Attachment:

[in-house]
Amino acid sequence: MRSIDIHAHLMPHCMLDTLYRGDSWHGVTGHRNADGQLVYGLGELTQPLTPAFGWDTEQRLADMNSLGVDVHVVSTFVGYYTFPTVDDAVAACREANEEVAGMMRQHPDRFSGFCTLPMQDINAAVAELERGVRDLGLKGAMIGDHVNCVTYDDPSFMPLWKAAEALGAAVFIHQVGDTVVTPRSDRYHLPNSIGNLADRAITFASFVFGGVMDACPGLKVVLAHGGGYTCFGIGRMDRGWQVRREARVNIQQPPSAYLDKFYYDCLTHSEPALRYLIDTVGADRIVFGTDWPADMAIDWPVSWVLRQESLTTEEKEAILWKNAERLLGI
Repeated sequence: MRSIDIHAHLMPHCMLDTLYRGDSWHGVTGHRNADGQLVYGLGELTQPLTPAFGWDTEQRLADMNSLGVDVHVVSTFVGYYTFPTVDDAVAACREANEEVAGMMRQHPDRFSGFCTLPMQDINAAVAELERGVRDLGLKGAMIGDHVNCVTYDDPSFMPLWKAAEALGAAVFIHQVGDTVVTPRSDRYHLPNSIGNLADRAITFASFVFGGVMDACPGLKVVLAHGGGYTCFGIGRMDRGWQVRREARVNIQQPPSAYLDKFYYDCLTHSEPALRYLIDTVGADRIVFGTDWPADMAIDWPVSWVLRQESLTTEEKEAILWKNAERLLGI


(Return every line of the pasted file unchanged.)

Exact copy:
[in-house]
Amino acid sequence: MRSIDIHAHLMPHCMLDTLYRGDSWHGVTGHRNADGQLVYGLGELTQPLTPAFGWDTEQRLADMNSLGVDVHVVSTFVGYYTFPTVDDAVAACREANEEVAGMMRQHPDRFSGFCTLPMQDINAAVAELERGVRDLGLKGAMIGDHVNCVTYDDPSFMPLWKAAEALGAAVFIHQVGDTVVTPRSDRYHLPNSIGNLADRAITFASFVFGGVMDACPGLKVVLAHGGGYTCFGIGRMDRGWQVRREARVNIQQPPSAYLDKFYYDCLTHSEPALRYLIDTVGADRIVFGTDWPADMAIDWPVSWVLRQESLTTEEKEAILWKNAERLLGI
Repeated sequence: MRSIDIHAHLMPHCMLDTLYRGDSWHGVTGHRNADGQLVYGLGELTQPLTPAFGWDTEQRLADMNSLGVDVHVVSTFVGYYTFPTVDDAVAACREANEEVAGMMRQHPDRFSGFCTLPMQDINAAVAELERGVRDLGLKGAMIGDHVNCVTYDDPSFMPLWKAAEALGAAVFIHQVGDTVVTPRSDRYHLPNSIGNLADRAITFASFVFGGVMDACPGLKVVLAHGGGYTCFGIGRMDRGWQVRREARVNIQQPPSAYLDKFYYDCLTHSEPALRYLIDTVGADRIVFGTDWPADMAIDWPVSWVLRQESLTTEEKEAILWKNAERLLGI